African Storytelling: A case of 3 Top Journals setting the pace.
When we think contemporary, we think current, outside-the-box and maybe a little bit avant-garde with a dash of excitement.
All things contemporary forces us to look inwards, to question our beliefs and hopes; because in every character’s struggle we see ourselves. Our values reflect through their eyes, thereby, making us challenge the choices we’ve made so far.
Writers like Chimamanda Adichie and Chinua Achebe have shaped our thoughts. They have helped in carving our perspective of life from the personal to the current and even issues that are largely socioeconomic.
African Literary Journals are channels for blending culture into the contemporary where elements sway from the conservative and vivacious to the bold or demure; shocking our imagination with different flavours yet drawing each of us into a world where our senses come alive. Every journal may differ and yet each of them opens our eyes to societal issues, whether love,family, politics, social and economic trends.
Contemporary literature wields enormous power. Listed below are three of the most outstanding journals. They have successfully shaped contemporary African Literature.
Chimurenga is a Shona word. It means Liberation. Hearing the interpretation ‘liberation’ tells you what the journal stands for.
It was founded in 2002 by Ntone Edjobe, a Cameroonian DJ known for rebellious undertones in his music, literature and politics.
At the time, Africans could be found in groups holding animated discussions about life, politics and social reforms. These discussions inspired Edjabe and gave birth to his journal, Chimurenga.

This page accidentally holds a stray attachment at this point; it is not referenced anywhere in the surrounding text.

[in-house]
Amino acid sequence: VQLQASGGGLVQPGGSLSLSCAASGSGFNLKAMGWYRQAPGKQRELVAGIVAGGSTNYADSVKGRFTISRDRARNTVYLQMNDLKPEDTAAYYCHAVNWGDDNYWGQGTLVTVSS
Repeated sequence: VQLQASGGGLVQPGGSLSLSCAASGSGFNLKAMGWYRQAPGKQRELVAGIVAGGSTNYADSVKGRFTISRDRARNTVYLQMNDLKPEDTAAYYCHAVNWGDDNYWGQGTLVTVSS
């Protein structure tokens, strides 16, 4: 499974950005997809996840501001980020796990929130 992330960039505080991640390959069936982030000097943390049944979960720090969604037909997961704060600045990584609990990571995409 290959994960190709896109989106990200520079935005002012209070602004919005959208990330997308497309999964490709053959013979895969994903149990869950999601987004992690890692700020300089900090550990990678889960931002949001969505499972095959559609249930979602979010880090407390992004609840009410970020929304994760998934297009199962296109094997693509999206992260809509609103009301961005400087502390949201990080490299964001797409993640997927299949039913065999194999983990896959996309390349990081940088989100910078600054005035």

Chimurenga’s unique flavour lies in its ability to create various mediums of literature; The Chronicle which is styled like a newspaper, The African Cities Reader which is centred on urban lifestyle and the PanAfrican Station(an online radio and studio).
Writers like Percy Zuomuya, Chimamanda Adichie, Stacy Hardy, Wainana and Lebo Machile have all been published in this upbeat and engaging journal.
Let’s dive into Jalada. This is a digital platform where exciting topics like futurism, sex and insanity can be found, a journal that holds no bars making it ideal for anyone looking for something experimental and adventurous.
It all began when a team of writers from across Africa decided to self-publish on their websites. This innovation got so much acceptance that other writers requested to be published as well.
The rest, they say, is history.
You can find names like TsiTsi Jaji, Novujo Tshuma, Moses Kilolo, Mehul Gohil and so many great writers featured on Jalada.
This is a Nigerian based journal founded in 1957. Known to be the first African Literary Journal to be printed in English, it has featured great cultural writers like Abiola Irele, Wole Soyinka and Eskia Mphahlele on its editorial.
This journal came as a lifeline to Africans who needed a roundtable to enjoy and promote each other’s work. Writers like Ama ata Aidoo, Christopher Okigbo and Chinua Achebe have all featured at one time or the other in this journal.
Its popularity spread when writers who spoke Portuguese, French and Spanish were accepted and their work translated into English to reach a wider audience. Therefore its not surprising to find household names Birago Diop, Leopold Senghor and Aimee Cesaire have appeared in this pacesetter journal.